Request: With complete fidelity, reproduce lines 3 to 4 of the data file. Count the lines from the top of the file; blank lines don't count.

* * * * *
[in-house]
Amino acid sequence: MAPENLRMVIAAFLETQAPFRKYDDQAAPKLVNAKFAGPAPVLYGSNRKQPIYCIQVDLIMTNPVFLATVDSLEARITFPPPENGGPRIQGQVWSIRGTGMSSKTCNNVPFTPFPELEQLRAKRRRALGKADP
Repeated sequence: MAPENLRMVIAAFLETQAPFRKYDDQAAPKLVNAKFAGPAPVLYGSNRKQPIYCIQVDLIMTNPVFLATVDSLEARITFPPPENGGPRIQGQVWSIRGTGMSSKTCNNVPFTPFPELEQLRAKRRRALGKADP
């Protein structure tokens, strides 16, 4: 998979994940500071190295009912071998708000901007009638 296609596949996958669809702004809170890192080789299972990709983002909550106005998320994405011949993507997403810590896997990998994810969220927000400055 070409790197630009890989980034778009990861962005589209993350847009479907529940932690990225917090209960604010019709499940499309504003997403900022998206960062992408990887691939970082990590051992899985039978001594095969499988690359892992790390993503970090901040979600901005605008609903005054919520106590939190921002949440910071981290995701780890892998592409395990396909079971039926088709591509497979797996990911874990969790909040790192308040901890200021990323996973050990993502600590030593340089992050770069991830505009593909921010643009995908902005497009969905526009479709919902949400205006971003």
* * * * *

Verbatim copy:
Repeated sequence: MAPENLRMVIAAFLETQAPFRKYDDQAAPKLVNAKFAGPAPVLYGSNRKQPIYCIQVDLIMTNPVFLATVDSLEARITFPPPENGGPRIQGQVWSIRGTGMSSKTCNNVPFTPFPELEQLRAKRRRALGKADP
């Protein structure tokens, strides 16, 4: 998979994940500071190295009912071998708000901007009638 296609596949996958669809702004809170890192080789299972990709983002909550106005998320994405011949993507997403810590896997990998994810969220927000400055 070409790197630009890989980034778009990861962005589209993350847009479907529940932690990225917090209960604010019709499940499309504003997403900022998206960062992408990887691939970082990590051992899985039978001594095969499988690359892992790390993503970090901040979600901005605008609903005054919520106590939190921002949440910071981290995701780890892998592409395990396909079971039926088709591509497979797996990911874990969790909040790192308040901890200021990323996973050990993502600590030593340089992050770069991830505009593909921010643009995908902005497009969905526009479709919902949400205006971003």